Pop Song: Adventures in Art and Intimacy by Larissa Pham
“A fresh, energetic voice with a brilliant mind to power it” brings readers an endlessly inventive, intimate, and provocative memoir-in-essays that celebrates the strange and exquisite state of falling in love—whether with a painting or a person—and interweaves incisive commentary on modern life, feminism, art and sex with the author's own experiences of obsession, heartbreak, and past trauma (Esmé Weijun Wang, New York Times bestselling author of The Collected Schizophrenias).
Like a song that feels written for only you, Larissa Pham’s debut work of nonfiction captures the imagination and refuses to let go. Pop Song is a book about distances, near and far. The miles we travel to get away from ourselves, or those who hurt us, and the impossible gaps that can exist between two people sharing a bed. Plumbing the well of culture for clues and patterns about love and loss—from Agnes Martin’s abstract paintings to James Turrell’s transcendent light works, and Anne Carson’s Eros the Bittersweet to Frank Ocean’s Blonde—Pham writes of her youthful attempts to find meaning in travel, sex, drugs, and art before sensing that she might need to turn her gaze upon herself.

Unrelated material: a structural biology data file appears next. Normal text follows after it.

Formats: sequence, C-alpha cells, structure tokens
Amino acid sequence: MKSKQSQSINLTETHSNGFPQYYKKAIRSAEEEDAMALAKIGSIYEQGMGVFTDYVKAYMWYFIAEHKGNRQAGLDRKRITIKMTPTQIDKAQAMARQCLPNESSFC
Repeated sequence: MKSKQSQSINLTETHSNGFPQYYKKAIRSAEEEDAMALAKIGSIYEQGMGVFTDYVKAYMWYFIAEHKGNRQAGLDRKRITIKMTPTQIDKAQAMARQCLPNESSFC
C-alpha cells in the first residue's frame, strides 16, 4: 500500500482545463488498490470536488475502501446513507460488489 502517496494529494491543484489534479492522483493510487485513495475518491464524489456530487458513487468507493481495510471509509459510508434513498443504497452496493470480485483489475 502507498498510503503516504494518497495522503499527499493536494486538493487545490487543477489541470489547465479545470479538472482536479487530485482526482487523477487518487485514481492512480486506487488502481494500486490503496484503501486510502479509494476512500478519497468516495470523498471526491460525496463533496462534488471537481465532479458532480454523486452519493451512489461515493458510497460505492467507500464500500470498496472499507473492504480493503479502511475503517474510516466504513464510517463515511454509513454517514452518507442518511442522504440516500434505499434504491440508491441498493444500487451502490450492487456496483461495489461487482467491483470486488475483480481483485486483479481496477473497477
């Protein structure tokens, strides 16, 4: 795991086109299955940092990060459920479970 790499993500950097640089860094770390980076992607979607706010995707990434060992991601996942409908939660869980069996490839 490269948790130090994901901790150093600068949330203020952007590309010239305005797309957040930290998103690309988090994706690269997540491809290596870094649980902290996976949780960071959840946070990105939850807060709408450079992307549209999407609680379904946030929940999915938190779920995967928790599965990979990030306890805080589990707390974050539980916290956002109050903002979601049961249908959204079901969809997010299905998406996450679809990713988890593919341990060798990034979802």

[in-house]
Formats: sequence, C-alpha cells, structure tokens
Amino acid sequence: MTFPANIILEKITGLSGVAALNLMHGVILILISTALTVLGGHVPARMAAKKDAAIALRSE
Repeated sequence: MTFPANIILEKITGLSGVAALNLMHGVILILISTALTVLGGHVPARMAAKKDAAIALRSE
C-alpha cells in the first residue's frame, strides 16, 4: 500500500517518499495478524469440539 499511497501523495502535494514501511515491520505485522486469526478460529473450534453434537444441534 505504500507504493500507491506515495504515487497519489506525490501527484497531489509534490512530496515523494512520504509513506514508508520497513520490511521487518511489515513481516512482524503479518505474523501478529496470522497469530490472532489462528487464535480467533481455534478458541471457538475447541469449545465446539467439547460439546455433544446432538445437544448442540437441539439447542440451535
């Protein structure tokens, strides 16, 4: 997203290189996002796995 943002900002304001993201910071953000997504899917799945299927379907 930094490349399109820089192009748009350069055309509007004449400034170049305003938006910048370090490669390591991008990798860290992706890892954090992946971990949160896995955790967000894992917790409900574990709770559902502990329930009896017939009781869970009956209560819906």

There is heartache in these pages, but Pham’s electric ways of seeing create a perfectly fractured portrait of modern intimacy that is triumphant in its vulnerability and restlessness. Pop Song is a book about all the routes by which we might escape our own needs before finally finding a way home.
LARISSA PHAM is an artist and writer in Brooklyn. She has written essays and criticism for The Paris Review Daily, The Nation, Art in America, the Poetry Foundation, and elsewhere. She was an inaugural Yi Dae Up Fellowship recipient from the Jack Jones Literary Arts Retreat.